You might also try using tarheel reader, which is a collection of online stories for improving literacy.
posted by plinth at 11:18 AM on June 12, 2011 [1 favorite]


I know unschoolers whose kids didn't start reading until 8 or 9. The parents trusted the kids to start reading when they wanted too - and didn't worry about it. In those few cases that I'm aware of, the kids were completely caught up in reading ability virtually overnight. Don't force it - that leads to kids that associate reading with bad juju, and often never learn to enjoy reading. I think you daughter is telling you she isn't ready for the pressure - so don't apply it. In the long run, whether she reads at six or 8 shouldn't really matter at all. That it is so important to the school system is a huge failing of the system, IMHO.
posted by COD at 12:45 PM on June 12, 2011


Nth take a break. I would also not offer rewards of any kind, at least not beyond trips to libraries and bookstores, and I would make those not rewards but as much a part of everyday life as going to the supermarket, and make getting new books as routine as getting groceries. I do not pass off books as gifts here; they're just something constantly coming into the household without a lot of comment, like the food. I mean, sure, occasionally "Wow, these apples are amazing!" or "I can't believe we got another book in the series, yay!" but, yeah, it's just an unremarkable part of life. I would try and re-frame it to be a bit less...intense, and instead simply just there, and totally back off on the whole thing for the summer.

No rewards, no incentives, no bribes, no coaxing, nothing. Take the pressure totally off.

If you can think of other things for her to do that are a little difficult at first but which will be quickly mastered? That might be a good focus for the summer, just general confidence-building.
posted by kmennie at 12:46 PM on June 12, 2011


Hmm... do you get the summer off? Can you take the pressure off her for a few weeks or couple of months by not demanding she perform in reading aloud, and instead go back to the basics of loving stories? Read to her for the fun of it, listen to audio books, watch films based on stories you've read together. Ask her to help with mundane things like reading a recipe in the kitchen or a sign at the store. Get the attention off her, and back on the process of reading. If you can evoke some of the joy that comes from being able to turn letters into words and words into stories and information, even better.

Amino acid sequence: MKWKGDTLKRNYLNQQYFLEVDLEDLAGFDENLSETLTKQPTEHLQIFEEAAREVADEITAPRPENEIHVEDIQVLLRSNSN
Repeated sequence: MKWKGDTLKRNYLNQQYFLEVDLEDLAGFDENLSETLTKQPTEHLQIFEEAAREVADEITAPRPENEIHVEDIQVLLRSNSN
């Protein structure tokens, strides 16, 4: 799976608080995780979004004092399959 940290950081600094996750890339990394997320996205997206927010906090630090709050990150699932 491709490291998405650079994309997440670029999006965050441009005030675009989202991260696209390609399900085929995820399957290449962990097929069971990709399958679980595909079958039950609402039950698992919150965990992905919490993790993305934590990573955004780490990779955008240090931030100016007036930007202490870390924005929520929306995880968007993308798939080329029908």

Reading can be hard on its own. Mixing reading and performance (which is what reading aloud is, pretty much), can be terrifying.

My own bright and reading-capable 6 yr old astonished his teacher a couple of weeks ago by confidently reading some sentences aloud in class. He's been reading to me at home for months, but evidently not at school. He's never been a performer though. He wouldn't ever answer questions like "how old are you?" when he was toddler. She didn't (probably still doesn't) realize how well he's reading to himself. Right now I don't think it's that much of a problem, he'll do better next year as his confidence grows. I'm sure your daughter will too.
posted by hms71 at 12:51 PM on June 12, 2011


Oh - and re: dyslexia...

I have a friend whose child is struggling with certain letters/numbers. She confuses Cs and Us, 3s and Es, etc. She's 5 and not reading yet. Dad is dyslexic, so the family history is there. However, friend said that most kids aren't diagnosed until they're much older -- even in the face of clear problems like her daughter's. Something about when and how they screen, I guess.

Anyway, that's just a long way of saying that yes, she could have something like that without the reading tutor picking up on it. Also, don't know what your reading tutors are trained to do -- are they trained to evaluate learning disabilities?
posted by hms71 at 1:06 PM on June 12, 2011


I agree that it's really difficult to know what's going on here. She could just be a late bloomer. It could be performance anxiety. It could be an LD issue like dyslexia (which the school district should be able to diagnose, but I don't know if an evaluation at this point would just stress her out even more). It could be a bit of all of these. I've known kids who were actually functionally illiterate, but absolutely brilliant at coping with this and hiding it for years.